A Graphic Novel by Garth Ennis
Garth Ennis gets a LOT of praise, and with good reason, for his stories like The Boys and Preacher, both of which getting TV adaptations recently. For me, his best books are the criminally overlooked military books he puts out fairly often, for example Tankies was easily one of my favorite comics of last year, and many more that I have yet to review on here, but plan to. His attention to showing interesting viewpoints in war, and showing that any conflict is multiple shades of gray is one of the reasons why his books are so good, he never falls into the trap making some kind of “rah rah patriotic” book, like most other publishers do. Unless it’s a reprint, it appears Sara was published in 2018 by TKO Presents, and comes highly recommended.
“NAZI OCCUPIED RUSSIA, 1942. FIGHT HARD. SHOOT STRAIGHT. DO NOT LET THEM TAKE YOU ALIVE. SARA is a gripping war story following a team of female Russian snipers as they beat back the Nazi invaders during a brutal winter campaign on the WWII Eastern Front. Written by Garth Ennis (PREACHER, PUNISHER, THE BOYS), drawn by Steve Epting (CAPTAIN AMERICA, VELVET), colored by Elizabeth Breitweiser (BATMAN, OUTCAST), lettered by Rob Steen (PUNISHER), and edited by Sebastian Girner (DEADLY CLASS).”
In World War II, The USSR was one of the few countries that allowed women to take a forward-facing combat role in military operations. While women were only about five percent of the total force, it was still an astounding 800,000 strong force deployed to help fend of Nazi occupied Russia, Belarus, and Ukraine. According to Wikipedia, “The Soviet Union deployed women as snipers and in a variety of infantry roles. Between 1941 and 1945, a total of 2,484 soviet female snipers were functioning in this role,[…] their combined tally of kill claims is at least 11,000. The most famous snipers during the war included Lyudmila Pavlichenko and Roza Shanina.”
While Sara is not based on any specific historical figures, the story does follow a squad of female snipers that strike fear into the hearts of Nazis stationed nearby to such a degree that they begin to concoct stories of one solitary master sniper named “The Red Bitch”. When word gets around, the girls try to figure out who they are talking about, although it is likely the Nazis have conflated all of them into one mythical person. They do all agree that one sniper, Sara is easily the best of the lot, as her heart has hardened and she lives only to have revenge on the Germans that have invaded her homeland.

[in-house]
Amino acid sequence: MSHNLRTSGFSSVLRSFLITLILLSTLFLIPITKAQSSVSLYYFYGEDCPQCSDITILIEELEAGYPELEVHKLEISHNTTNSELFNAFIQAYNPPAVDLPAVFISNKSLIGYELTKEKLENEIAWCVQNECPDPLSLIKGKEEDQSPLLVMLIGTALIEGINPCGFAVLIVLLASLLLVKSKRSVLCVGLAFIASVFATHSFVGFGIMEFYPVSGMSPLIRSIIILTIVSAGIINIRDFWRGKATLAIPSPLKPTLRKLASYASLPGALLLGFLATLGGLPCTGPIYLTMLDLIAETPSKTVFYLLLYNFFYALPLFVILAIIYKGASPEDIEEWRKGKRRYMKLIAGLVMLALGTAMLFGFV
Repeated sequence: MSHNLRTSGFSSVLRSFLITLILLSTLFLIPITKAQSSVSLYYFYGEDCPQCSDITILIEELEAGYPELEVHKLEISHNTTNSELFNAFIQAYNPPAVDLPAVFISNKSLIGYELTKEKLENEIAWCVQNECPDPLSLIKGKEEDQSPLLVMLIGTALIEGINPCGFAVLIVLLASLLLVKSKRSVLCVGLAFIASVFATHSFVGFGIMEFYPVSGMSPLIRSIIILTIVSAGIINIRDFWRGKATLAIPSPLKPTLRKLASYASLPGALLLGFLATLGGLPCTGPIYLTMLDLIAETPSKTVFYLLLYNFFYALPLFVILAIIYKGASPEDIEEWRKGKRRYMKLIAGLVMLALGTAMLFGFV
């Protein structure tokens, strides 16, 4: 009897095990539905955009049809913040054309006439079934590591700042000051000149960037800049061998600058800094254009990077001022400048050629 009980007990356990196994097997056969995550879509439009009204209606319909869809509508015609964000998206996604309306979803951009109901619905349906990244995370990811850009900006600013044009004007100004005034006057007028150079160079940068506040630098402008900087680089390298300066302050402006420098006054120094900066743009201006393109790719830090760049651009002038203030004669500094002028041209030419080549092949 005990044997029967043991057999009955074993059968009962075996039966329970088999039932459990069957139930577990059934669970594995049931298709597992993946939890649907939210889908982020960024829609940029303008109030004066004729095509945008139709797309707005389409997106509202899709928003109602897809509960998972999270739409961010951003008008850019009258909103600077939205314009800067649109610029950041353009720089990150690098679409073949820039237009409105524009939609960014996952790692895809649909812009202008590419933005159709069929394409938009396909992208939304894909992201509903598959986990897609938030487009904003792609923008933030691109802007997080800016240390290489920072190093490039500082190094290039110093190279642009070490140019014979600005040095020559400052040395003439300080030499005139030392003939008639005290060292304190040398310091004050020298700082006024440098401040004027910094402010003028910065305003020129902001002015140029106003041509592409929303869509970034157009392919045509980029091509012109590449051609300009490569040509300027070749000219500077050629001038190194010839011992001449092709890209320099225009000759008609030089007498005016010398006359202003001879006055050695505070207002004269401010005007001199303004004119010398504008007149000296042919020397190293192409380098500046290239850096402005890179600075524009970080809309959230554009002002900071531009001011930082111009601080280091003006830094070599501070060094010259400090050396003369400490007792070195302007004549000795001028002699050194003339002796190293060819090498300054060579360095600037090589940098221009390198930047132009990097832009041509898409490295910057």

The book also goes into the complex political situation during The Siege of Stalingrad, with political estrangement being a one way ticket to a gulag or death. Many Soviets were very disillusioned with Stalin, but dared not speak words such as that out loud. Sara, not feeling as if she had anything to live for, as well as bottling knowledge of a conspiracy that made her hate her own government, comes close many times of committing treason. It’s implied that if the Nazis were not around, she would likely become a partisan fighter against Russia itself. This sort of detail and rich understanding of the opinion of the common Soviet soldier is great writing and adds tons of depth to an already great comic.
Overall, Sara ranks up with the top echelon of military comics, and tells a compelling, but bleak story of a regular soldier turned into an unfeeling death machine by circumstances beyond her own control. The art is well done, and the writing is top-notch as one can expect from a master storyteller. Reading this makes me want to go into a literary “deep dive” on World War II snipers, some of which racked up incredible records and have incredible stories to tell. If you are a fan of military comics, or are a history buff, do yourself a favor and snag a copy of this book.
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